HardReviews 4
by Martin Popoff

Enchant - Blink Of An Eye

Back with an album similar, if not a little more lively and percussive than the immense Juggling 9 Or Dropping 10 album from two years back, San Francisco's Enchant have another winner here, a record that is a gleaming alloy of the rarely examined mid'80s to mid '90s material from Rush and a lush, acoustic, groovy pop sensibility akin to acts ranging from Todd Rundgren to Mullmuzzler to Tiles to Styx, the last a comparison driven very much by the similarity of Ted Leonard's vocals to those of Tommy Shaw. The melodies enclosed are dreamy, complex, euphoric (see Ultimate Gift and poignant rat race lament Monday), and their buoyant nature is supported by the energetic and sizzling drum work of Sean Flanegan, who plies his trade through a profusion of open high hats, cymbal splashes and tight snare whacks. As befits that Rush comparison, the guitars are behaved, timid, round, integrated into the rich melodies, the entire album living, breathing and thriving from this chemistry, each track, despite wildly different structures, rocking quite evenly and persistently, creating a unified work of loud, sparkly, optimistic progressive pop metal.
Rating 8.5

In Flames - Reroute To Remain
(Nuclear Blast)

I applaud the band's widening sense of dynamic, but for the most part, I find the melodic bits (which are usually also the singing bits) jarring, shoved in with a shoehorn into songs that are otherwise sawing away gloriously at the meatiest riffs on the planet. Anders has taken a lot of stick for his quiet singing on this album, and he deserves it. It usually doesn't fit, it's usually warbling, cracking and verging on out of tune, and it's a good place to hear his accent as well as the band's awkward English lyrics, which is why some silly effect is thrown upon it like a condiment on a hot dog. Suggestion: next time, stick to melodic, doubled/tripled, thrashy melodic vocals, like those in Free Fall, like those in the choruses of Dark Signs and Egonomic, like those of Devin Townsend. It fits with the pure thrash sound, because it's at least of the same family. Other than that, man, I'm digging the lion's share of this thing, because it's packed full of those shining moment riffs that are the unanimous highlights of the past two albums. The guitars positively heave over unstoppable grooves, faves being Black & White, Cloud Connected, Trigger and the title track - ditzy blonde keyboards included. Nobody gets to this purely metallic place with this much frequency, save for my new favourite band of the '00s, Dark Tranquillity, In Flames in possession of these remarkably percussive riffs and the fuzziest, thickest guitar sound goin', one that incidentally has a lot of similarity with Anders' thrash vocals, another synergy, another reminder about discipline and cohesion. In effect, the heaps of chemistry in the band, when all, including Anders, are thrashin', is reason enough to stop trying shit for no other reason except that it's different, like, for example the brief mellow smudge at 1:03 of Dismiss The Cynics, or the tinkle at the start of Free Fall - both utterly pointless. However, having said that, the completely mellow tracks work pretty well, one picturing In Flames working towards this brand name with a number of styles per album like the great gods of the '70s, even though, like I say, it would best be served if ideas per song were kept to a minimum, and if those ideas were closer brethren of each other.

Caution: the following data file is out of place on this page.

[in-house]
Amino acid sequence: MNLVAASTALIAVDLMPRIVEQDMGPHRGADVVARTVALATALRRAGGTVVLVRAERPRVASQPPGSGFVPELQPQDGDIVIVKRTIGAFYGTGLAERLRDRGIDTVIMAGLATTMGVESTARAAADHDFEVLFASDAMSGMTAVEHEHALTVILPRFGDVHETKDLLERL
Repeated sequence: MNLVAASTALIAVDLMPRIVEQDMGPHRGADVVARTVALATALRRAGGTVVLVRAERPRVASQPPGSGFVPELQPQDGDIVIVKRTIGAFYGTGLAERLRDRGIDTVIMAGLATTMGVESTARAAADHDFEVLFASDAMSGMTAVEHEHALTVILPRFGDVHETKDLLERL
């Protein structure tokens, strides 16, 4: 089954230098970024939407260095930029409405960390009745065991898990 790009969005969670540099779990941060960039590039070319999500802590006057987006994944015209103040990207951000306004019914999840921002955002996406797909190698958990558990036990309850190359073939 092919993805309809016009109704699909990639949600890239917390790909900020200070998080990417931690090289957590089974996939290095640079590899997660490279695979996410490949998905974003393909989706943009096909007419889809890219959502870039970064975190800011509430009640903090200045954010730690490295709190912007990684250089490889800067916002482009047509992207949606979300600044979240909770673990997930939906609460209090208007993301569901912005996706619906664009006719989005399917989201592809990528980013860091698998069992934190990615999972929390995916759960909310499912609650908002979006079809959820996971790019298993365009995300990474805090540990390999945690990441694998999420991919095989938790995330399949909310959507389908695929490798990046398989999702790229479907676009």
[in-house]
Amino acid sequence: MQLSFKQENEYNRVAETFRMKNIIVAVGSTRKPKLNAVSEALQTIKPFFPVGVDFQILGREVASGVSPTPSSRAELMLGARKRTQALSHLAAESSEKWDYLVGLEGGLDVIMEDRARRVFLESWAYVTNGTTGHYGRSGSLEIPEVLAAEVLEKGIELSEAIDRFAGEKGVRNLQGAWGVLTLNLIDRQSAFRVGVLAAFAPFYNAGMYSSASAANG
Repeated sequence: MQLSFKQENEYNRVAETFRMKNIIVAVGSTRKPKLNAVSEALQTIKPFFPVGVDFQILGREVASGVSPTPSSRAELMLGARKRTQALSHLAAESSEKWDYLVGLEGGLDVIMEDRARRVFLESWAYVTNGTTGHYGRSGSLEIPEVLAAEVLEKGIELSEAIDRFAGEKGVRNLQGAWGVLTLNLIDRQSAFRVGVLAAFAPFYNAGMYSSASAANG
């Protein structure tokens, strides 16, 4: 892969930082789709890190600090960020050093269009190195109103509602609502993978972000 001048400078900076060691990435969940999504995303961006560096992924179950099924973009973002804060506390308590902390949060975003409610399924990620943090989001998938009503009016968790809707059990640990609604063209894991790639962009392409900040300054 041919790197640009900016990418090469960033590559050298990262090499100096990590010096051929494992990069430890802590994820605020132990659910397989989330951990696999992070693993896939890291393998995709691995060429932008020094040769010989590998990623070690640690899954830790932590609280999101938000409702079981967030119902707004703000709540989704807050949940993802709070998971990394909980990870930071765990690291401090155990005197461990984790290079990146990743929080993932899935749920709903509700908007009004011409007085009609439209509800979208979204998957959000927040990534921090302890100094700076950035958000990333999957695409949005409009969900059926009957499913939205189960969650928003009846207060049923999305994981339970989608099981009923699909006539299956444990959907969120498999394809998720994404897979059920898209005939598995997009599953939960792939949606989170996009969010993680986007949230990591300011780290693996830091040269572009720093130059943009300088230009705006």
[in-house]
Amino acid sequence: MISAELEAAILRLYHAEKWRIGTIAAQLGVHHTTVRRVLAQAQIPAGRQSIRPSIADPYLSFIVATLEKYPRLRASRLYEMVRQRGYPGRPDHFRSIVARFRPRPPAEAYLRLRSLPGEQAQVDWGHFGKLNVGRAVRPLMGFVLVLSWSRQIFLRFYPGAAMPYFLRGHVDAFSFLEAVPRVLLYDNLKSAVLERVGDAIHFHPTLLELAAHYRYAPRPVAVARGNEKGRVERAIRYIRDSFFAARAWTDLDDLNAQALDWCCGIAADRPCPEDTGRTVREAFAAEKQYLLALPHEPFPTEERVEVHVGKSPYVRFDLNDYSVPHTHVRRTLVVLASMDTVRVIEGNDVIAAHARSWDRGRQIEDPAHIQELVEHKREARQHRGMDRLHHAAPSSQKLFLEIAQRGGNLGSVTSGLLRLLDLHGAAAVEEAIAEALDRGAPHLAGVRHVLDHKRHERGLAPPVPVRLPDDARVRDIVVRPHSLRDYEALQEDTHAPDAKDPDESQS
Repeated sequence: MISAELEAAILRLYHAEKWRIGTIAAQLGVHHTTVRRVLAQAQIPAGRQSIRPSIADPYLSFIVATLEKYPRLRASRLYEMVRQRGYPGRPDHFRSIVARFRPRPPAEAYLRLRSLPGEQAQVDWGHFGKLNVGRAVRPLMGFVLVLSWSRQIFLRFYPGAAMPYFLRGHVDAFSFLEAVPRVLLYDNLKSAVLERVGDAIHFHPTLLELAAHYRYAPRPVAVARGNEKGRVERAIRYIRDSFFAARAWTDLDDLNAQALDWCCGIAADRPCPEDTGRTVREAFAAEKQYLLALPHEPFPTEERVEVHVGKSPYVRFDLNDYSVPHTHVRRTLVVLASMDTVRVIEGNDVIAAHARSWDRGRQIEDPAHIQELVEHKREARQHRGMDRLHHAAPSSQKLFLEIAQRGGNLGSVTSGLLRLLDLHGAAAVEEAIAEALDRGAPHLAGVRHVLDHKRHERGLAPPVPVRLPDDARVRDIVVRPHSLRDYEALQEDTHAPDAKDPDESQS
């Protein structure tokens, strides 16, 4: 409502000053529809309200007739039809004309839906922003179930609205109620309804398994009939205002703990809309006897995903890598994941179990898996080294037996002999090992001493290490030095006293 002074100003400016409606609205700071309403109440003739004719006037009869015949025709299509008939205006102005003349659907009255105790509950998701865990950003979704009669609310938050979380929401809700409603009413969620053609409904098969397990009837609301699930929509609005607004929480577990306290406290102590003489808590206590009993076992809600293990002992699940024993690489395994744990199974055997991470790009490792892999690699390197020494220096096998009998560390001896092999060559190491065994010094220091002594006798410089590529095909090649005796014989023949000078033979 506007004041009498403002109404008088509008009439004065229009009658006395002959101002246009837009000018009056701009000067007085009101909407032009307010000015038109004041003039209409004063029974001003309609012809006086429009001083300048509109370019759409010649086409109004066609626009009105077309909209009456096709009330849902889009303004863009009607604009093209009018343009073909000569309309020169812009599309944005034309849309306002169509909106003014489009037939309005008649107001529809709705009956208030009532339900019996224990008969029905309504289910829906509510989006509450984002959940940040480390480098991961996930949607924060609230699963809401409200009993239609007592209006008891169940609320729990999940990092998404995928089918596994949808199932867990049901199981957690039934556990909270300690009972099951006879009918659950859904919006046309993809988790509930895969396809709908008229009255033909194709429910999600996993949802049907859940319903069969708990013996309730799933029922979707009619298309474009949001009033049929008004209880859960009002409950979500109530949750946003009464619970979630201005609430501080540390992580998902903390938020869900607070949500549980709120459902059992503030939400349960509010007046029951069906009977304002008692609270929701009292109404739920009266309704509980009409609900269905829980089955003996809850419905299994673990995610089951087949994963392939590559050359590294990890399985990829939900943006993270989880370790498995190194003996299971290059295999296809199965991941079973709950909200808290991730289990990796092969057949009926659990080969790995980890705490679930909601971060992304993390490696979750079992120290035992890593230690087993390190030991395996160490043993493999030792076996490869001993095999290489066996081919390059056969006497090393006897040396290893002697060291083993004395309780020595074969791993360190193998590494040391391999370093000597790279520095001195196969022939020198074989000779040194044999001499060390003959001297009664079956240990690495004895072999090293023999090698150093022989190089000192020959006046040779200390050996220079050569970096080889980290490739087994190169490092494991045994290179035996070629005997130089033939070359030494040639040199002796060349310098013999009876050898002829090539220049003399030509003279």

Rating 8

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